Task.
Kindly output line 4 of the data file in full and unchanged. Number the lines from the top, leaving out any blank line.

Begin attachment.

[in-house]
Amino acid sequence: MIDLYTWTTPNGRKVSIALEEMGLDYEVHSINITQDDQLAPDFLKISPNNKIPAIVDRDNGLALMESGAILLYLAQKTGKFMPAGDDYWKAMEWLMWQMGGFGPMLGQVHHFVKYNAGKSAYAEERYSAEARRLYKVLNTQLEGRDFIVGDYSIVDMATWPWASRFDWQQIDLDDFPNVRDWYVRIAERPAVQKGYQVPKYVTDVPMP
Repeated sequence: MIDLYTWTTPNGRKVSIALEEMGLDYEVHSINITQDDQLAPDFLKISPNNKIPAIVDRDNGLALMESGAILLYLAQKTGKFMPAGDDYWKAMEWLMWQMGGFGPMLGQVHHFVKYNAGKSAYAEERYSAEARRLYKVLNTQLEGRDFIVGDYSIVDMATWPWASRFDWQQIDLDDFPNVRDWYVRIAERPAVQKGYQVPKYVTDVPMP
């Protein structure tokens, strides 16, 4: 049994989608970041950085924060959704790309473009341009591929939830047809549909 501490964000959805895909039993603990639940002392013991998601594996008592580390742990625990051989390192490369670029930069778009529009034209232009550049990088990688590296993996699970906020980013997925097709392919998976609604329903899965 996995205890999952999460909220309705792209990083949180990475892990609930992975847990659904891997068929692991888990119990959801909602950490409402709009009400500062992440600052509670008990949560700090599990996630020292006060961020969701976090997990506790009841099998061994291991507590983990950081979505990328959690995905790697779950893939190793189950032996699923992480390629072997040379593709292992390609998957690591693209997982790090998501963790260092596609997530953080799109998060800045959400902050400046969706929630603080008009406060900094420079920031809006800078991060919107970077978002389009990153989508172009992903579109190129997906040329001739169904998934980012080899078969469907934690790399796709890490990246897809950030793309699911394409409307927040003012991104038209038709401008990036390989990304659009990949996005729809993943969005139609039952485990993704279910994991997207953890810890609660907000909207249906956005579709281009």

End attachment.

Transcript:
């Protein structure tokens, strides 16, 4: 049994989608970041950085924060959704790309473009341009591929939830047809549909 501490964000959805895909039993603990639940002392013991998601594996008592580390742990625990051989390192490369670029930069778009529009034209232009550049990088990688590296993996699970906020980013997925097709392919998976609604329903899965 996995205890999952999460909220309705792209990083949180990475892990609930992975847990659904891997068929692991888990119990959801909602950490409402709009009400500062992440600052509670008990949560700090599990996630020292006060961020969701976090997990506790009841099998061994291991507590983990950081979505990328959690995905790697779950893939190793189950032996699923992480390629072997040379593709292992390609998957690591693209997982790090998501963790260092596609997530953080799109998060800045959400902050400046969706929630603080008009406060900094420079920031809006800078991060919107970077978002389009990153989508172009992903579109190129997906040329001739169904998934980012080899078969469907934690790399796709890490990246897809950030793309699911394409409307927040003012991104038209038709401008990036390989990304659009990949996005729809993943969005139609039952485990993704279910994991997207953890810890609660907000909207249906956005579709281009």